Tuesday, May 27, 2014

Moving Beyond the Practice Plateau

When I first came to the practice of Yoga, like many, I immediately fell in love with it.  The sensation of lightness and clarity I had after my first class was like nothing I had experienced before.  It blew my mind.  I was hooked.  Each practice brought with it a sense of euphoria, and the changes in my body and mind were both obvious and exciting. 

I've seen this same initial passion for practice in many students over the years.  At the beginning it is encouraging to see all the visible transformation happening, and you might even get to taste a little bit of bliss, an aftereffect from this practice, which is distinctly different from any other activity you might have dabbled in.  

However, after some time, maybe months, if you're lucky it's years, the fascination and exhilaration wear off, and all that's left is you and your practice day in and day out.  

The changes become imperceptible, and the overwhelming sense of well-being that was so novel at the beginning becomes your new normal; and it's around this time that the practice starts to get hard; consequently,  I would argue that this is when the real yoga truly begins.   

Unfortunately, it seems that it is also around this time that one starts to hit a wall or plateau and many students head for the door and start to look for the next best thing to entertain their minds, bodies and senses; some fall back into old patterns that work against the practice, while others move onto something more gratifying to their ego.  
For those who decide to stick with it, many obstacles and challenges come up along the way that act to deter or sidetrack us from keeping our eyes firmly fixed on the goal of liberation or Self-realization.  

Personally, I found that difficulties often arise to keep my ego in check.  They are obstacles disguised as life-lessons and opportunities to go deeper into what Yoga really is all about, and what it's calling us to become.  They are like a spur that urges me to get unstuck from that universal habit of stroking my ego with pride about some physical or pseudo-spiritual achievement.  They help me to refocus on what is important, and identify less with the things that are not real and do not ultimately matter.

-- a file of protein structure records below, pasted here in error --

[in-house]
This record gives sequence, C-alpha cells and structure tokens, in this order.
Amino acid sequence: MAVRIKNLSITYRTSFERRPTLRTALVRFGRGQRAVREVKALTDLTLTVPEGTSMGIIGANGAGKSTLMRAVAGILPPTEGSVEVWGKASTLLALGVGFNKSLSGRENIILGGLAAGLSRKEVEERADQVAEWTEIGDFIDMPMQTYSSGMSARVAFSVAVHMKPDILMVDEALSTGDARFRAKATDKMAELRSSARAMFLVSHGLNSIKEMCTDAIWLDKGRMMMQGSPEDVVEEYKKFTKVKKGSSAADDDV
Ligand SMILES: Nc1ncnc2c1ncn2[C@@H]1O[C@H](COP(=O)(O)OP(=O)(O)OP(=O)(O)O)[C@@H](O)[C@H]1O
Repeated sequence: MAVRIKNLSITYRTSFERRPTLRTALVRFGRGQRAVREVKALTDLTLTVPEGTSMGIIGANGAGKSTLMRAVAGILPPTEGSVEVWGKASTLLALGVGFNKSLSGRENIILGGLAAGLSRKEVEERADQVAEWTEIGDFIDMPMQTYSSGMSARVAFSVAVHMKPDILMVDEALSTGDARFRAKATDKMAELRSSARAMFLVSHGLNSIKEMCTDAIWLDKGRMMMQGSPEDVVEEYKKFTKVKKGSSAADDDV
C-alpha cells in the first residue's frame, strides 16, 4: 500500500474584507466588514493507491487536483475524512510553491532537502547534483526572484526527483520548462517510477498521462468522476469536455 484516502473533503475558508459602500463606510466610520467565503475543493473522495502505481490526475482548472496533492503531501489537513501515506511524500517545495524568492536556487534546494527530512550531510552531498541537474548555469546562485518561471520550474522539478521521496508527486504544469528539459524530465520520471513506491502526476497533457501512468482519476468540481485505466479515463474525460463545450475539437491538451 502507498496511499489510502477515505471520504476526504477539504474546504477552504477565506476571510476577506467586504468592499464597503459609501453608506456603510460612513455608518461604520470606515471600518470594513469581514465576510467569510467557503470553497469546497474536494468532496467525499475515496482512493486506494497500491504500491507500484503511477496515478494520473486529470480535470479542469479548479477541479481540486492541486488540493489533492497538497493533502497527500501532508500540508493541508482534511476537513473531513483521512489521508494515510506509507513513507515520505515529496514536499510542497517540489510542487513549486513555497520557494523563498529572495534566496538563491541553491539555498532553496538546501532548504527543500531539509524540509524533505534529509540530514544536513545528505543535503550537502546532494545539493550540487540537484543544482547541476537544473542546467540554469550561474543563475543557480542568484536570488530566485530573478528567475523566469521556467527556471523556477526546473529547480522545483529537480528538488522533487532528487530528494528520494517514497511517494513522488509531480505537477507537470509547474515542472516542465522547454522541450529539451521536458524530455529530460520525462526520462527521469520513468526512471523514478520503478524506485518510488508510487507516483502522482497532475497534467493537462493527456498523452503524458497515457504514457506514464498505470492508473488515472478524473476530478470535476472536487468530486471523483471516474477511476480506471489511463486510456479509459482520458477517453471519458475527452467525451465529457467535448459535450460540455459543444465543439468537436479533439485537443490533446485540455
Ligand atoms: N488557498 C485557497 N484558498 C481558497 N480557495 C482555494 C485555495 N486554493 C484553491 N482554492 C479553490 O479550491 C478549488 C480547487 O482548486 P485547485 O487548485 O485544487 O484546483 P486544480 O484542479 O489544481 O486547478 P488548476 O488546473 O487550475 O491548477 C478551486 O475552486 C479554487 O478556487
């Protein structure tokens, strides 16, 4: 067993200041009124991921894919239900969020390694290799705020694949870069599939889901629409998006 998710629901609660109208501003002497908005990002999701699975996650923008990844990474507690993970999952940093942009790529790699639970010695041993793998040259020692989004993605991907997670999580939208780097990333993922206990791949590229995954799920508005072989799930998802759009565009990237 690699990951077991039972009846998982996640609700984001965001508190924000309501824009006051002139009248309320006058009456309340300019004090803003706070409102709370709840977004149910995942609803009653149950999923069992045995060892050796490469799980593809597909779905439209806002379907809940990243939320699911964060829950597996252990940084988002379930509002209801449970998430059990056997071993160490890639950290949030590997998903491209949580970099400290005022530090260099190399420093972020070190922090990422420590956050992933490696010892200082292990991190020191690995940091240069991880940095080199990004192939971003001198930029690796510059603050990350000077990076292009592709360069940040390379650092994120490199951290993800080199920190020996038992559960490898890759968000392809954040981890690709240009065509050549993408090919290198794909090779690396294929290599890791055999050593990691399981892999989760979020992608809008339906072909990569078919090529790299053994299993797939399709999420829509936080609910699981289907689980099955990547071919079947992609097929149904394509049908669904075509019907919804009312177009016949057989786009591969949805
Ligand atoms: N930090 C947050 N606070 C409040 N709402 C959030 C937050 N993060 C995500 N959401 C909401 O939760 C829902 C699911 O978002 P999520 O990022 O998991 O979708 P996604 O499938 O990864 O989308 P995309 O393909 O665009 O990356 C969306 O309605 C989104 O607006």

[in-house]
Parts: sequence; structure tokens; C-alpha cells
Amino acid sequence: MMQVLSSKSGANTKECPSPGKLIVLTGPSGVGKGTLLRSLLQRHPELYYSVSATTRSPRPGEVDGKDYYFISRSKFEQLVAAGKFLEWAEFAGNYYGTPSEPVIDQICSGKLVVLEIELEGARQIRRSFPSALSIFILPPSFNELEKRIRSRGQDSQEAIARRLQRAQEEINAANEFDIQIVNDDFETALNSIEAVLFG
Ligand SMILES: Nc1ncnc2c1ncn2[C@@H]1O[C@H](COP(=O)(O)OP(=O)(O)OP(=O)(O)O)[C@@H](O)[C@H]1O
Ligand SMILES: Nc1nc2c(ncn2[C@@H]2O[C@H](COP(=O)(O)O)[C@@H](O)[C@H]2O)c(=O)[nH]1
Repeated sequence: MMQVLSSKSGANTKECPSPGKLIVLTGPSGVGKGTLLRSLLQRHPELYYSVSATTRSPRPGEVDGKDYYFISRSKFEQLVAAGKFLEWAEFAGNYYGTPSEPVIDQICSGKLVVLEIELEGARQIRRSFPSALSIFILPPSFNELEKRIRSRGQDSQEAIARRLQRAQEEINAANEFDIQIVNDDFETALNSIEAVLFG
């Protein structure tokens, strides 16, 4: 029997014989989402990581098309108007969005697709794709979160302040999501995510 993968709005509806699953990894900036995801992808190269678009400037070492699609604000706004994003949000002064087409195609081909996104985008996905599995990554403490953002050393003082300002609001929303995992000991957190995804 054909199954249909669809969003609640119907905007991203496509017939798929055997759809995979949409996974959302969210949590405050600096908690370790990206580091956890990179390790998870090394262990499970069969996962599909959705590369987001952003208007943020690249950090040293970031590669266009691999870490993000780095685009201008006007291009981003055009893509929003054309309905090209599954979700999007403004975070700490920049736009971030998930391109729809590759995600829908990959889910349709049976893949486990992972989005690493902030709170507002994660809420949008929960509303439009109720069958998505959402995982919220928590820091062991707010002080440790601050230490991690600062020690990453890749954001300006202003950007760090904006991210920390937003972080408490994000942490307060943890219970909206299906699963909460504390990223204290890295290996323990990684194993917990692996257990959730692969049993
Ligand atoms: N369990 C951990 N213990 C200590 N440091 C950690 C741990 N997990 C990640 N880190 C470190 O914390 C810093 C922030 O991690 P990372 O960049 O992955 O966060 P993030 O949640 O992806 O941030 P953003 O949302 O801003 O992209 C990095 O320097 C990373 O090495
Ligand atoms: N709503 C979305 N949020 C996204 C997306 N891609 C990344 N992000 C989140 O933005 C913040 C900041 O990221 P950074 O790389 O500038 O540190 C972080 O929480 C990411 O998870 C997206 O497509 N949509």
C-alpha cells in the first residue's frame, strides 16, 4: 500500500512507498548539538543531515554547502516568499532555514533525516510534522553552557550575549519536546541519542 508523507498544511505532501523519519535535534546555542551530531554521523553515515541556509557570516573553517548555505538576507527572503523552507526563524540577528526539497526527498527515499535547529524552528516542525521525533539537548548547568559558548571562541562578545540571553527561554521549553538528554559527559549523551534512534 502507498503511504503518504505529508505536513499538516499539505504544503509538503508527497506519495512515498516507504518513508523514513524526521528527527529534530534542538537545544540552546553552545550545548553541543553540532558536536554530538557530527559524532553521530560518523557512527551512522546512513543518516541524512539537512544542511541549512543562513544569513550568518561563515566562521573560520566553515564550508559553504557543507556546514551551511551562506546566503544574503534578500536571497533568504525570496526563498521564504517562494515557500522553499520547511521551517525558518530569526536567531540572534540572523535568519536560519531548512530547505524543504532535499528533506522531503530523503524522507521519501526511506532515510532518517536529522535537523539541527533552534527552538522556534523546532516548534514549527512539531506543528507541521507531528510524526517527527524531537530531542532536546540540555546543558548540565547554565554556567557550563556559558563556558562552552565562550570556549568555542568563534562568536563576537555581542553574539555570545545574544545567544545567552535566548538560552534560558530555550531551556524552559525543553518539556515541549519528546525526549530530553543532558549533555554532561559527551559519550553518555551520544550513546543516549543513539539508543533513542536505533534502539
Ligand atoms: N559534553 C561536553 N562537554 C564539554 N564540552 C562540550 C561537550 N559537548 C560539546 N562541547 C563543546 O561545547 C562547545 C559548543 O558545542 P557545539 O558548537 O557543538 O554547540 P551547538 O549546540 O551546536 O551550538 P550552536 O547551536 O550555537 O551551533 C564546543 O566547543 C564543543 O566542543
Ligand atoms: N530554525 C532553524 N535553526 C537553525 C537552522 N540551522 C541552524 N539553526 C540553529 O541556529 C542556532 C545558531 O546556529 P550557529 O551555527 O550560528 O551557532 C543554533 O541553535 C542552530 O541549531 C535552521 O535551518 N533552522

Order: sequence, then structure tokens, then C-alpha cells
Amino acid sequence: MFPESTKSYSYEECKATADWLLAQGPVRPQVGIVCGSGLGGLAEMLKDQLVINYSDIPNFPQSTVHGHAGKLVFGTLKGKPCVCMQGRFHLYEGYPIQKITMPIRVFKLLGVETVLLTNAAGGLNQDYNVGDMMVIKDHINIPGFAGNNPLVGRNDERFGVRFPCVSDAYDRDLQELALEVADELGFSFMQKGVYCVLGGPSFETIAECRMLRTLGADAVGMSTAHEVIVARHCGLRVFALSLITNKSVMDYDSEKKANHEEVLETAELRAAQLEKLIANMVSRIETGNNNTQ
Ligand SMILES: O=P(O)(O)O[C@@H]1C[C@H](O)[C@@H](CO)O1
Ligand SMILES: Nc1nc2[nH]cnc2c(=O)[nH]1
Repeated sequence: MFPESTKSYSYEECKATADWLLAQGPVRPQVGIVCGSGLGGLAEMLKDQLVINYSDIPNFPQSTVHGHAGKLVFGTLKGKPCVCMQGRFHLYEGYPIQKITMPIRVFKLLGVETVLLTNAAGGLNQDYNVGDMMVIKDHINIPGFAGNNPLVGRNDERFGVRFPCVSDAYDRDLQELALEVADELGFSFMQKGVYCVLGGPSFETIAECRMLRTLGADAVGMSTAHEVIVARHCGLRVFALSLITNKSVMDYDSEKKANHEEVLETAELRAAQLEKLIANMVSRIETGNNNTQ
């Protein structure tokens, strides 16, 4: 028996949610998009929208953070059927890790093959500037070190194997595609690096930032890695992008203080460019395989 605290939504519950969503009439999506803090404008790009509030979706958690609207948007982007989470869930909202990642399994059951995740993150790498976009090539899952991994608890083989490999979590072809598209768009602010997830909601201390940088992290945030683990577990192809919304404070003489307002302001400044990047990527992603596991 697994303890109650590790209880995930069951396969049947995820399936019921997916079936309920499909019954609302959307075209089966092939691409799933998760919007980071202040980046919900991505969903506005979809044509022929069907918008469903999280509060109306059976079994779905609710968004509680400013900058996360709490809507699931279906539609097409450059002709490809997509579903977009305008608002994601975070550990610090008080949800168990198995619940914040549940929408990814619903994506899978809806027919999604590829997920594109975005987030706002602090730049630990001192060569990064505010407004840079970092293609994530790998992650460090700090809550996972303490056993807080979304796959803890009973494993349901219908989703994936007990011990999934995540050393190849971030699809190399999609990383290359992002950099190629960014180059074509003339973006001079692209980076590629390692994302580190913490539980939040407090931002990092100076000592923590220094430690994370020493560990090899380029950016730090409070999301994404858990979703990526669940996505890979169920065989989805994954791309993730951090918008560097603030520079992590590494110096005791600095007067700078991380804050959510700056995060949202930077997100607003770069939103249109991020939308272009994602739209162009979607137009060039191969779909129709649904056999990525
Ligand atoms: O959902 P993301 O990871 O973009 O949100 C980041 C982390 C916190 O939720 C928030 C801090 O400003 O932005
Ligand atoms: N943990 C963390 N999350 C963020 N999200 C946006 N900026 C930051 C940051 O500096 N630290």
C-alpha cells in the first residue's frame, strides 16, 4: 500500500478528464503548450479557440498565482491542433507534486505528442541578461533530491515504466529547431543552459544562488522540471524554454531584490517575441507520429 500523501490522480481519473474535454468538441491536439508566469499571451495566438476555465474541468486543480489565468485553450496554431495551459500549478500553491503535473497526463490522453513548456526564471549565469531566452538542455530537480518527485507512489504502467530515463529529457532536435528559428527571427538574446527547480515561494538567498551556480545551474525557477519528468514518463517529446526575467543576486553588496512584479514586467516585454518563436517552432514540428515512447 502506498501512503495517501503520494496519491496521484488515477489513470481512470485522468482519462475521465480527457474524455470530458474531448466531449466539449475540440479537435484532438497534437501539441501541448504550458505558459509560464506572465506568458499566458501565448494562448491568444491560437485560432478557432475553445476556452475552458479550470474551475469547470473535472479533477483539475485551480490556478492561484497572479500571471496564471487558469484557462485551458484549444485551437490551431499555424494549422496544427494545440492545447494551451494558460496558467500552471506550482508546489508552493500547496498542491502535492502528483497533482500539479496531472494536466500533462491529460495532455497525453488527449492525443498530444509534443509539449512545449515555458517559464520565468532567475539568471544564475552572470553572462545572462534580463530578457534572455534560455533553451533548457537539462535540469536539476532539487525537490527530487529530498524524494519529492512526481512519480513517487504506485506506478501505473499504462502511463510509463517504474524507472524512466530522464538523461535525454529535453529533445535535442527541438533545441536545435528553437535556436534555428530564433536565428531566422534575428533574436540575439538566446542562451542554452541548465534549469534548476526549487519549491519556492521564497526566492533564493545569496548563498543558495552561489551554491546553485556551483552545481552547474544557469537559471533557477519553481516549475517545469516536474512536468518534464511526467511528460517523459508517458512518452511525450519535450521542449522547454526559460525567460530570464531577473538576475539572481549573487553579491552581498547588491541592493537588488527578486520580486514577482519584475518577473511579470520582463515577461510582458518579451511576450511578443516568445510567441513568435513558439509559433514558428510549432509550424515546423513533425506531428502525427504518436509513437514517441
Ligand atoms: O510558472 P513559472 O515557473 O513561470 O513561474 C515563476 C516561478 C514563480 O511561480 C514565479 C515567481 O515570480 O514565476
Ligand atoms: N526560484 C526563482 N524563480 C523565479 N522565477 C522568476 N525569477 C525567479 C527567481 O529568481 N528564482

Over the years, I’ve become very conscious about trying to remain unattached to the fruits of my practice because in the past, it has seemed that whenever I started to feel a little bit high on myself it never takes very long for the great fall from grace to come, and I have to pick myself up and start from the beginning again.  

Once we start on the path of yoga it can be a long journey back home to our True Self.  

One of Guruji's favourite quotes from the Yoga Sutras was: sa tu dirgha kala nairantarya satkarasevito drdha bhumih  
"Practice becomes firmly established when it has been cultivated without interruption and with sincere devotion over a long long period of time." (Yoga Sutra 1:14)  

This is the recipe for a successful yoga practice.  It must be sustained without interruption and with love for the practice for a long long period of time, likely your entire lifetime, and possibly several lifetimes (if you believe in that kind of thing).

I often compare the relationship we have to our practice with a marriage.  At the beginning it is all rainbows and butterflies, excitement, passion, and adoration; but after some years, your spouse becomes so close to you that at times you barely notice them, their presence is your new normal as the titillation of unfamiliarity is replaced by routine.  

You might not even realize how integrated that person is into the very fabric of your soul until they are gone.  In many ways they start to act as a mirror for you, to see all of your own stuff, both good and bad, and all the areas you need to work on, if you are to evolve spiritually and become a better person.  Interestingly, if you can see this, and respond positively, you will figure out a way to keep that spark alive through the test of time, and your relationship will have the space it needs to grow, and change, and move through all the different phases of life together.  
You will be able to adapt and overcome all the obstacles and struggles that undoubtedly will come up along the way because you are open to giving your whole self, without reservation, and your love and connection will become deeper then you ever could have imagined.  You verily become One.  
You are yoked - this is also Yoga.

It is the same with your yoga practice.  Over time it will go through different stages and phases. Growth will not always be in an upward moving linear projection.  Sometimes we have to go back to the beginning to understand the inner workings more deeply, to get reestablished in something we missed the first time.  The practice also acts like a mirror showing us our areas of weakness and the places in our lives where we need to let go.  Ultimately, if you stick with this practice through the good periods as well as the less enjoyable ones, it gets interwoven into every moment of your day.  
 It becomes your time to connect intimately with the Divine.  

It becomes your very heart.  

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